“One day, social services came to take us,” she said. “They took my brother to Bayonne, the other one to Jersey City, and myself to Jersey City. My mother came to court with us. The last thing I remember, she said, ‘I have to go make a phone call.’ I looked out the window and she was in a phone booth. Then I saw her walking away, down the street. Once she left, they could place us. They took her out the back and there were cars waiting for us.”
She said that she was never sure why social services took her away. But when asked if her mother had symptoms of mental illness back then, she related some memories.
“When we initially moved to 909 Clinton Street,” she said, “my mother and my father had gotten separated, and they got into huge fights. My father abducted me and tried to take me to Puerto Rico. When I got back, my mom wasn’t acting the same. She said she could hear voices, that people were watching her from upstairs in the ceiling. There were cables behind the apartment building, and she used to cut the cables. It just kept progressing. It came to a point where she stopped sending myself and my brothers to school.”
She said she saw her mother on and off through the years.
“When we came to Puerto Rico she was very proud of her appearance,” Elizabeth said. “She used to walk like she was a model, like she was a princess, and that’s the way I used to see her. She was very proud of her appearance. And she would write verses of the Bible in a notebook. She would write the same names over and over. She used to write her name out; she would write her sister’s name, names of the Bible. She would write ‘Michael.’ She had the most beautiful handwriting.”
She said she would never have allowed her mother to stay in the streets or remain ill if she had known where she was.
She said she was devastated when Gabriel contacted her last week.
“When he told me, I couldn’t speak,” she said. “It’s hard for me to talk about it. When I read that article, it hit me so hard. I just want to say, I appreciate anyone who helped my mother. If I was not there, I appreciate that someone was.”
Other reader responses
The recent essay about “Maria” brought additional reader response last week. One person mailed an anonymous letter to the newspaper, handwritten on yellow lined paper. It said, “First, her name was not Maria; it was Carmen. When she was younger she lived in an apartment with her two children with no husband. The state came, took her children away; she lost her apartment and her children. She had a breakdown and lived in the streets. People did try to help her... Do not write that she was intelligent; she was not in her right mind. She was also not a saint. I have been living in Hoboken 50 years. I knew Carmen when she was young and pretty, but she loved her men. She had choices and a lot of help, which she refused. Do not blame us for her bad choices.”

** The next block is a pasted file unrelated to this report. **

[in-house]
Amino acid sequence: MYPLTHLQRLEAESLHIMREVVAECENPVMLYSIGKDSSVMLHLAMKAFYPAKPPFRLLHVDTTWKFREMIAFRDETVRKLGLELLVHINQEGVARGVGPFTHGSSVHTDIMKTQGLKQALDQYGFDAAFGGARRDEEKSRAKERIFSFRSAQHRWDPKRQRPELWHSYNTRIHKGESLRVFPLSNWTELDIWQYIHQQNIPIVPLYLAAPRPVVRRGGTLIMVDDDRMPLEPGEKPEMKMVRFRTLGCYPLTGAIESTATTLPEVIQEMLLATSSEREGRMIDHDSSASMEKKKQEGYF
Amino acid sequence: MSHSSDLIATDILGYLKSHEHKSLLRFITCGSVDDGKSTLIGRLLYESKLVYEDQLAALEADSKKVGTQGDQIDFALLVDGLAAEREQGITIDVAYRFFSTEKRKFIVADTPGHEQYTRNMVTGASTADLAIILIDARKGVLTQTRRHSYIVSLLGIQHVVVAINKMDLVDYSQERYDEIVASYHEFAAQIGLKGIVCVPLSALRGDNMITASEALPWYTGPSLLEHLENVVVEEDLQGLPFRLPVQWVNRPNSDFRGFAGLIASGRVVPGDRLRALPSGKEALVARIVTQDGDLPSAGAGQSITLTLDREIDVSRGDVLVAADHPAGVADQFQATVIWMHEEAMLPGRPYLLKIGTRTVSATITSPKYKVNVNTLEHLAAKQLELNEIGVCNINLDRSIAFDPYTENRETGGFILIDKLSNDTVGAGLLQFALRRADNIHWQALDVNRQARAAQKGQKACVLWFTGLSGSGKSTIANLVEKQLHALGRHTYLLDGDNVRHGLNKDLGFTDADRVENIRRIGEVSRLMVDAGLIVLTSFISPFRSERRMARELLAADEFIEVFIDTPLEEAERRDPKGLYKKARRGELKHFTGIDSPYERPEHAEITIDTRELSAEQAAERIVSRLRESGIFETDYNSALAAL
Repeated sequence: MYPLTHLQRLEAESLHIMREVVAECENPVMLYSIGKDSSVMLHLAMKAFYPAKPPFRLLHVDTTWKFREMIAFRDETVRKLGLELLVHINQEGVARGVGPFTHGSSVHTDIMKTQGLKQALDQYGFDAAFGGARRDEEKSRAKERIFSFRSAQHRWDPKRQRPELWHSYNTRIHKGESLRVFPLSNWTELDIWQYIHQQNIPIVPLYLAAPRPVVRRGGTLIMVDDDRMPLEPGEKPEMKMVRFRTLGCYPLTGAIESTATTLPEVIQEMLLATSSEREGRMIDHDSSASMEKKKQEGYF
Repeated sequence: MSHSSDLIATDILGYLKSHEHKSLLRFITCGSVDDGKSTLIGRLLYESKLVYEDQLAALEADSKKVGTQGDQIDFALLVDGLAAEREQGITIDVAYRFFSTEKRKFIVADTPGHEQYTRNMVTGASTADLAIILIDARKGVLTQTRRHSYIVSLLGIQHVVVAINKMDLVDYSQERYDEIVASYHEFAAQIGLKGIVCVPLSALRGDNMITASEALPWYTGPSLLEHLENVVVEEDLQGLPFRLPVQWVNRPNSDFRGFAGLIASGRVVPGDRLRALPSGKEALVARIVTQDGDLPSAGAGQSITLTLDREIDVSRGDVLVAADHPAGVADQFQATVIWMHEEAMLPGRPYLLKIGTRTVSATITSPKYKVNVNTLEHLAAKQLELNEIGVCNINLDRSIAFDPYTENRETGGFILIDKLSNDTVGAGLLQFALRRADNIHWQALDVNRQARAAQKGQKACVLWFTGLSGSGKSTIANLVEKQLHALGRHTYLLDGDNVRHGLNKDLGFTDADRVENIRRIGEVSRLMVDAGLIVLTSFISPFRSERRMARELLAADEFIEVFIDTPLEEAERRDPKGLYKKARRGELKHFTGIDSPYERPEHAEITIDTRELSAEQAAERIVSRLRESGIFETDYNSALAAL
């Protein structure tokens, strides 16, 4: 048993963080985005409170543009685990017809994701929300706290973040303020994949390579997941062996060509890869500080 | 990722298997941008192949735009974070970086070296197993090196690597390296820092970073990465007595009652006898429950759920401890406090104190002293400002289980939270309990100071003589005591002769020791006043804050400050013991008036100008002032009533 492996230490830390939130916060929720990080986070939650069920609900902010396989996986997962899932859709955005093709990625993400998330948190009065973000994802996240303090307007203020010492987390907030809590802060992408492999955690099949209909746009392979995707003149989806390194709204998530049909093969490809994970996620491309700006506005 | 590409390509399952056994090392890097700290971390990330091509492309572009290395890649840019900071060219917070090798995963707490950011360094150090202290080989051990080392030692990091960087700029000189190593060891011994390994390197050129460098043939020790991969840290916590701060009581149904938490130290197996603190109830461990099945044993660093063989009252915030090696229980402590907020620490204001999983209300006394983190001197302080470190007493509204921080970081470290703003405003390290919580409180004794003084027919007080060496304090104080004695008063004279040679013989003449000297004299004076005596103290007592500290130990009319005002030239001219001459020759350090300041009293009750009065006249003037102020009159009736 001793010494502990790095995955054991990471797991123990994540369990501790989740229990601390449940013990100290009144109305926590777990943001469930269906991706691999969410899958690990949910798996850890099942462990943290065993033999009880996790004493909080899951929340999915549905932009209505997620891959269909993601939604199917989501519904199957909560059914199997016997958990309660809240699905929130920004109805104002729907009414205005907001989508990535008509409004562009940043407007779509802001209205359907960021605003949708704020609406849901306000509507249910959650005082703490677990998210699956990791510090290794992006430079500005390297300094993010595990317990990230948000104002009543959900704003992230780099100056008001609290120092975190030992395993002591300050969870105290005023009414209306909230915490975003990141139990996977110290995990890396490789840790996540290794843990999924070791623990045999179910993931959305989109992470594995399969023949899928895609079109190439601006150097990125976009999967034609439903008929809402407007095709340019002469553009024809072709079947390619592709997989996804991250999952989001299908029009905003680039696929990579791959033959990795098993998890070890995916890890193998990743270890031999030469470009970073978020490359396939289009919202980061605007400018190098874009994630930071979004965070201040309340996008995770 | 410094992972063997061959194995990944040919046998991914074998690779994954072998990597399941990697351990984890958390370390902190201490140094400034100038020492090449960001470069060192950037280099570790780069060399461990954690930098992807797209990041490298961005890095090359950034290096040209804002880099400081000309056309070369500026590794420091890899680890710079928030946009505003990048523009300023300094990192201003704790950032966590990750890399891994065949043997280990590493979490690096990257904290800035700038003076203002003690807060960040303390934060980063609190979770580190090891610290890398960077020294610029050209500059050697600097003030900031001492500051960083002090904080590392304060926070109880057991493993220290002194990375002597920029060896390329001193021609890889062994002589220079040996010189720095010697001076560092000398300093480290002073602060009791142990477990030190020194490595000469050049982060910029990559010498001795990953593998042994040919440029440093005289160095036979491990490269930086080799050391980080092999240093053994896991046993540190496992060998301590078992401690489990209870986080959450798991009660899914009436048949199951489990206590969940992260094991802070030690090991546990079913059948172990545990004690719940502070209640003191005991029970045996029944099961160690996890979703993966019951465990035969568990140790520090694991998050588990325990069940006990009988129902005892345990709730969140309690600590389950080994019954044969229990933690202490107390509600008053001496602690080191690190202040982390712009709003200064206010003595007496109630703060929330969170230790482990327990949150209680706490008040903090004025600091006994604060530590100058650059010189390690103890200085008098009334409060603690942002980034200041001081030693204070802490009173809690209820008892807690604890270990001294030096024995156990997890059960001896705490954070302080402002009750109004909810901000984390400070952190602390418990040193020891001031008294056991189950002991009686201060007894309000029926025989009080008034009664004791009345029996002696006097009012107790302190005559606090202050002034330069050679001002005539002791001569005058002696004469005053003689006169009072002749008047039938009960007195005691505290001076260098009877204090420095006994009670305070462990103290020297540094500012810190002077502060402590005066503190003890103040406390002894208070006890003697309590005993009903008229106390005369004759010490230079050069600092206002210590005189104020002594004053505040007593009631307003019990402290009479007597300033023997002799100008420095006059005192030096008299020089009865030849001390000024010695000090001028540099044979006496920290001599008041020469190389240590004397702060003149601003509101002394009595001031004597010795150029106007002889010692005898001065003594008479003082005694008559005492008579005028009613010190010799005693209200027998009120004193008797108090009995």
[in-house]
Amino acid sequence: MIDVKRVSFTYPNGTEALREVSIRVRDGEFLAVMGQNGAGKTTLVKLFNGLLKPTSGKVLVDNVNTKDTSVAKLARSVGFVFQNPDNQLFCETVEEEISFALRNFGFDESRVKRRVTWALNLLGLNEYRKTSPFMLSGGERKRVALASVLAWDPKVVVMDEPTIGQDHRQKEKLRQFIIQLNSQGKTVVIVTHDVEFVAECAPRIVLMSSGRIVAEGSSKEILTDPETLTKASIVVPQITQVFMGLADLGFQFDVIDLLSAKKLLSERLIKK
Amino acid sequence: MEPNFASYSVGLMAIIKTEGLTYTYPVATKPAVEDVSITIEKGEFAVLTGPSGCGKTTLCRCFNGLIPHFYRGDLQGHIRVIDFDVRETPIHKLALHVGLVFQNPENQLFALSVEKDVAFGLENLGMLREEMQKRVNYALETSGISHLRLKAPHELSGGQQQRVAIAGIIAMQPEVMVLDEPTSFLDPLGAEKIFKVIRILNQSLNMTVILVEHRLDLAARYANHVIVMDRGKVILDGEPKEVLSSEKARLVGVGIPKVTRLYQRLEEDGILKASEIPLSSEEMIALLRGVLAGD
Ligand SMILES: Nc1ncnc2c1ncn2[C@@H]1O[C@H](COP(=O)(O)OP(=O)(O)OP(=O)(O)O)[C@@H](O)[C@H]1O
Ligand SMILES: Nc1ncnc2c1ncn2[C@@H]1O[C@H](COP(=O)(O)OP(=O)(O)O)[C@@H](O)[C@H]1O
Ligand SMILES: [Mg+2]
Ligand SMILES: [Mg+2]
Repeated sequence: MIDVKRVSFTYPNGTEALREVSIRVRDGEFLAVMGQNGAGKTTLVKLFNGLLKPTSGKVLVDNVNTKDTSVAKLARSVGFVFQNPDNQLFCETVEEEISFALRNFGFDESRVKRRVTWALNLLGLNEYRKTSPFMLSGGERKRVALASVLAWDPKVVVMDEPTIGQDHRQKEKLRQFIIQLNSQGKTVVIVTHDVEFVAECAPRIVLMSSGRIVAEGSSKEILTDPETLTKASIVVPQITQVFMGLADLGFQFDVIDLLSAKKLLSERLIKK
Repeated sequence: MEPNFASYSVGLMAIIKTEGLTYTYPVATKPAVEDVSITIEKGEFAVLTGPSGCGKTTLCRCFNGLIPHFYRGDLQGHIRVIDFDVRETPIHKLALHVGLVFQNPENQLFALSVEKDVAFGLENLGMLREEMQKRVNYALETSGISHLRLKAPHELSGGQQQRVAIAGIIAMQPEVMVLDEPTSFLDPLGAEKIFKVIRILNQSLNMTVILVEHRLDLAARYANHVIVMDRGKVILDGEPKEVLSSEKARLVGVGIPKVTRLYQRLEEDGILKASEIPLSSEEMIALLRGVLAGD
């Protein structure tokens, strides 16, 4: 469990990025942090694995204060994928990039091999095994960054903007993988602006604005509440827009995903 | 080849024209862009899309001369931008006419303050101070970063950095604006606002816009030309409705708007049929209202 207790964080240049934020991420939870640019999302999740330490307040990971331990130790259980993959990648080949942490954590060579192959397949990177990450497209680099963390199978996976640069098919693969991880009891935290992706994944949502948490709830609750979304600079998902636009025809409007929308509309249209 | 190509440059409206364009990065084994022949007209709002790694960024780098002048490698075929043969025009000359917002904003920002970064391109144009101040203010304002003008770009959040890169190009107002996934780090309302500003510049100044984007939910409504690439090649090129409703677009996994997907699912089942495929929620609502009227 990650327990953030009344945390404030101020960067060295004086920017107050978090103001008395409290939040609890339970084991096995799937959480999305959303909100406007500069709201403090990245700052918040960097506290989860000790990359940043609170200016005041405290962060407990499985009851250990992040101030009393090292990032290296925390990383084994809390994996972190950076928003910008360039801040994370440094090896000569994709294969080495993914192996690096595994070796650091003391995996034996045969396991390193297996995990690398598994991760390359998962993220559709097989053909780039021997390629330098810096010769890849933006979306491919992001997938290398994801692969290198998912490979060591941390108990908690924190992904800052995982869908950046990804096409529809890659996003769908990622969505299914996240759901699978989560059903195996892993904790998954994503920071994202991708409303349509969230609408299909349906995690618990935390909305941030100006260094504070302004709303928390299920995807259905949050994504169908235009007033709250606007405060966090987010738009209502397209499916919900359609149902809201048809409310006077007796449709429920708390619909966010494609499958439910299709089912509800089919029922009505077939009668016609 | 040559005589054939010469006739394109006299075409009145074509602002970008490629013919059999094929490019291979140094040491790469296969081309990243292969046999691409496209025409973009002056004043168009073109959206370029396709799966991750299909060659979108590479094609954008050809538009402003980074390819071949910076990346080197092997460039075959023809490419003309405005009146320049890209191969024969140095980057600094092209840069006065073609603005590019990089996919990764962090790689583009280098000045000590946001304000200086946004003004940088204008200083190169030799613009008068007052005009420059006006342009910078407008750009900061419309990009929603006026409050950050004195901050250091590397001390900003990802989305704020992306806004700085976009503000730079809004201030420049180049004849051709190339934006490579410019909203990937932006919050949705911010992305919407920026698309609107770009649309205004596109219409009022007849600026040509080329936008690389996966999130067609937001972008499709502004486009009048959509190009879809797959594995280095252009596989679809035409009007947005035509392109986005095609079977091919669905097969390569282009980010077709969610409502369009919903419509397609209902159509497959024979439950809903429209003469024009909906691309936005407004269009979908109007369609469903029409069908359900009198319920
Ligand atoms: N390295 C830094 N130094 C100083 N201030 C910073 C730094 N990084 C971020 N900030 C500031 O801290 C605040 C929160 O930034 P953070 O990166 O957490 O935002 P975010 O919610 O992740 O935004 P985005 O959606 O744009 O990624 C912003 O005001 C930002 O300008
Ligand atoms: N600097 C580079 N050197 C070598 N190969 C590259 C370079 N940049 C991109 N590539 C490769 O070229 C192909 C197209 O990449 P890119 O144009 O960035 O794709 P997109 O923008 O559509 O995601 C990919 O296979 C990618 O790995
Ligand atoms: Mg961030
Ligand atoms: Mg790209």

Another person e-mailed to say that the pharmacy at Fourth and Washington streets often gave her free items.
And a Hoboken resident stopped into the newspaper office to say that he had seen Maria often. He said he now worries about a homeless woman who he says sleeps at the funeral home across from Hoboken University Medical Center each night, even in the rain. He said he hopes someone will find a way to do more to help her.
And a homeless organization in Massachusetts said they read the essay about Maria on-line and wanted to use it in their website.
“All of us at MHSA were very moved by the editorial, given that our focus is on advocating for permanent supportive housing for people just like Maria,” wrote a spokeswoman. “In fact, we have a physician on staff who treats homeless patients and guides our advocacy and strong belief that housing is an important medical intervention.” – CM Countywide group to hold tribute to homeless who died
This coming Monday, Dec. 21 – the first day of winter and the longest night of the year – a coalition led by Jersey City Episcopal Community Development Corporation and the Church of the Incarnation will host Hudson County’s first interfaith Homeless Persons’ Memorial Day. The service will be held at the Church of the Incarnation at 68 Storms Ave., Jersey City, at 1 p.m.
The memorial service will remember friends and loved ones who have passed away from causes related to homelessness and raise awareness that people are still living and dying on the street.
People are invited to submit the names of deceased homeless persons, invite homeless clients to attend, and contribute or solicit contributions of socks, hats, gloves and scarves. The items will be distributed to homeless guests at the service.
The ceremony will also include a tribute to the late Deacon Joe Del Monte, who fed countless homeless people on the streets of Jersey City every week. Del Monte was the founder of St. Francis Workshop, a program that provides food and clothing to the less fortunate out of a storefront in the Lafayette section of the city.
To drop off donations or for further information, please contact them at email@example.com or call 201-604-2600 x. 209.
To comment on this article, e-mail, firstname.lastname@example.org or go to www.hudsonreporter.com.